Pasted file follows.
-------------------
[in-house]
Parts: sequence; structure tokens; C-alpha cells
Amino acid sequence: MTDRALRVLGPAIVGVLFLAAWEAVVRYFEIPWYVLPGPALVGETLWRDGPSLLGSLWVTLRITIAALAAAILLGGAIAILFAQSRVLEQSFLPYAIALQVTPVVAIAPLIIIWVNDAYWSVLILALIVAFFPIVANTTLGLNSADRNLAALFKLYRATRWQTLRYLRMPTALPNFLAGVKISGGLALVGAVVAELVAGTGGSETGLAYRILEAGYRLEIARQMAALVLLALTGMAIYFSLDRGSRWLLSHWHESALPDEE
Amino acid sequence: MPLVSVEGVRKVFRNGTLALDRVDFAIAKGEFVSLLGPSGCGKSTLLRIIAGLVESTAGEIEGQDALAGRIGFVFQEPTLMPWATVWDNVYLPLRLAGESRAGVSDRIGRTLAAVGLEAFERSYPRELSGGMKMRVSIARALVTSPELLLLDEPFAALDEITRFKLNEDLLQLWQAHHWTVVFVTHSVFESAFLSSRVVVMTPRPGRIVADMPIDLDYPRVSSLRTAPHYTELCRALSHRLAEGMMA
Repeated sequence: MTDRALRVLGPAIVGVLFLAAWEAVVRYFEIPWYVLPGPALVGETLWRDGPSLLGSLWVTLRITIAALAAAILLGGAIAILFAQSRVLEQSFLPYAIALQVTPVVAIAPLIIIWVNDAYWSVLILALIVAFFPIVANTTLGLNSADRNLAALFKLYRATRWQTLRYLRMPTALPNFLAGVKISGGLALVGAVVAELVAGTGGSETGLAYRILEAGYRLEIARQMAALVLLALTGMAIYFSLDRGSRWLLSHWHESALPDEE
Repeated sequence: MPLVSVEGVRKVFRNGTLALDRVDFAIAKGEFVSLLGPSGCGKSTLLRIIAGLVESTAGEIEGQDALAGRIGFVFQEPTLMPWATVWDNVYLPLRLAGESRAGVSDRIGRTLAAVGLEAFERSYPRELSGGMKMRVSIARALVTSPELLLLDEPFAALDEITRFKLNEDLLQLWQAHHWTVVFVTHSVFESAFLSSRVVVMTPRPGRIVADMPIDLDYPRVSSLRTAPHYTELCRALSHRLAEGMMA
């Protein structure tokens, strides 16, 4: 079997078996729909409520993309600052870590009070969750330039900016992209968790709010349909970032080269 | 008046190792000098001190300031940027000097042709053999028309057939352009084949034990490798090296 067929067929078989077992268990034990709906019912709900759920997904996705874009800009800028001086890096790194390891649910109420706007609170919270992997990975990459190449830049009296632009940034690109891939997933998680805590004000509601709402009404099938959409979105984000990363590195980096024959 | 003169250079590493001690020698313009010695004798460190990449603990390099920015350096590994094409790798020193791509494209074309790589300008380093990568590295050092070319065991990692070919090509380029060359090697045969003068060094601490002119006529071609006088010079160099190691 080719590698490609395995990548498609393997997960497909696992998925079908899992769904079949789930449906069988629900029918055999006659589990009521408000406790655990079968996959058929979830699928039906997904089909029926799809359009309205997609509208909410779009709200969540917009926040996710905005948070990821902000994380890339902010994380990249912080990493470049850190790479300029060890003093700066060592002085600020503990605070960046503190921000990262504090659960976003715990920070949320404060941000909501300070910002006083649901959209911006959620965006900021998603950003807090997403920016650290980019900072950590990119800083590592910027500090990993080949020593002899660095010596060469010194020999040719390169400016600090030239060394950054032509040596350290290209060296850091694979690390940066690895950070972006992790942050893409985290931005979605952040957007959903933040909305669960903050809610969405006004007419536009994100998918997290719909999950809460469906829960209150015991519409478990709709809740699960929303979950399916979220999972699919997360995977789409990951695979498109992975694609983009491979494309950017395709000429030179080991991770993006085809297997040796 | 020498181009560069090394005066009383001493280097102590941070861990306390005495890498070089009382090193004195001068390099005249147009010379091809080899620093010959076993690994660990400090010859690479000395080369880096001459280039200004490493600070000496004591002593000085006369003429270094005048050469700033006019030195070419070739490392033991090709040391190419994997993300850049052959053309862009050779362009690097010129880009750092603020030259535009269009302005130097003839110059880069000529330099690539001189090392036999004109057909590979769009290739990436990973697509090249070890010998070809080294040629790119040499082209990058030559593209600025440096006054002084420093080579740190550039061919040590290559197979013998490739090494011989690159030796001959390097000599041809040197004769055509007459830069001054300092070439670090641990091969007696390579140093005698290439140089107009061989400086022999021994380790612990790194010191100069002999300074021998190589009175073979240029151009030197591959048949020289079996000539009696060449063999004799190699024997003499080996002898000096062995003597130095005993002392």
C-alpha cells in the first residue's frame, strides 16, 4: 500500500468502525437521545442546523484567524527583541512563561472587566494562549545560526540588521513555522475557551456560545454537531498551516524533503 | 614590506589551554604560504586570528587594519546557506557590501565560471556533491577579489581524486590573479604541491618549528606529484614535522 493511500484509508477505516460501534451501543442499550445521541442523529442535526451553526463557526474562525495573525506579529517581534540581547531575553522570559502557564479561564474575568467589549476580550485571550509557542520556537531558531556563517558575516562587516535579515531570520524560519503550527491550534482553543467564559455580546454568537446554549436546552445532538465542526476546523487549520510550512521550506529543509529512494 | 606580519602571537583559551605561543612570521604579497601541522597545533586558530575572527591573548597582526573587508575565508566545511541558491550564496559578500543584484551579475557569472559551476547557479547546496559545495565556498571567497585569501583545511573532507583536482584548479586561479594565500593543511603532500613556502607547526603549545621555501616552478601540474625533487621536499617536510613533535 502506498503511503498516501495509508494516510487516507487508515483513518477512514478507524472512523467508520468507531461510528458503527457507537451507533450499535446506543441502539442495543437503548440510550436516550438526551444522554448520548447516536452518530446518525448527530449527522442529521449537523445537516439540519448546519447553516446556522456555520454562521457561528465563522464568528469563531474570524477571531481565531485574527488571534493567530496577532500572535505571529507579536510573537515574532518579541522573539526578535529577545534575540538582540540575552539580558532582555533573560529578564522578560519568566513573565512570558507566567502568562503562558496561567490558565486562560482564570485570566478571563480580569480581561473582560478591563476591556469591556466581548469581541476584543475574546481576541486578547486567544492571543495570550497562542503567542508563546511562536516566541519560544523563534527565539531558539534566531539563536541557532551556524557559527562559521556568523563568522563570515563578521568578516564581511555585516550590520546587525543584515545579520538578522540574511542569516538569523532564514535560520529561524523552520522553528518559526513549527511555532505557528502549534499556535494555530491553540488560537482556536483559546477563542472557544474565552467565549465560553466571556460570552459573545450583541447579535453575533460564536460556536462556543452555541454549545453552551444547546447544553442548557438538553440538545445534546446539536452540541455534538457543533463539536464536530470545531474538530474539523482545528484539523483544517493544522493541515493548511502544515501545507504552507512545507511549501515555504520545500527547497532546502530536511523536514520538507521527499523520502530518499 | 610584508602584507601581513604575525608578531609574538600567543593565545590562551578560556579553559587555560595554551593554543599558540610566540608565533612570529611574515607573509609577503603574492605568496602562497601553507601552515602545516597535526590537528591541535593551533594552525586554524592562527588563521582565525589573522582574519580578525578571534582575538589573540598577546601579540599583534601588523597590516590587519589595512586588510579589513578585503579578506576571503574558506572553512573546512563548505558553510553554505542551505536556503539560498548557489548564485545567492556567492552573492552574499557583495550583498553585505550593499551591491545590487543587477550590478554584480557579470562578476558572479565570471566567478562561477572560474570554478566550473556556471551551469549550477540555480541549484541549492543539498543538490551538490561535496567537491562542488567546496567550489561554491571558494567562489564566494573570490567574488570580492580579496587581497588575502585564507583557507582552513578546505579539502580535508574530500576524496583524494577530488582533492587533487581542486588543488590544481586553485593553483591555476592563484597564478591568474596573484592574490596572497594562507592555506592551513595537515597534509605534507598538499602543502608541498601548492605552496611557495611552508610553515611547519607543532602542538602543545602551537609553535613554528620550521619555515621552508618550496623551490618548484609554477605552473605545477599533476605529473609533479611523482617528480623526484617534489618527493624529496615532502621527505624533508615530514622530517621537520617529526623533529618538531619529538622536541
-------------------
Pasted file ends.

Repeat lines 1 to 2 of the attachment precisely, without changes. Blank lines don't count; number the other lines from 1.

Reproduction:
[in-house]
Parts: sequence; structure tokens; C-alpha cells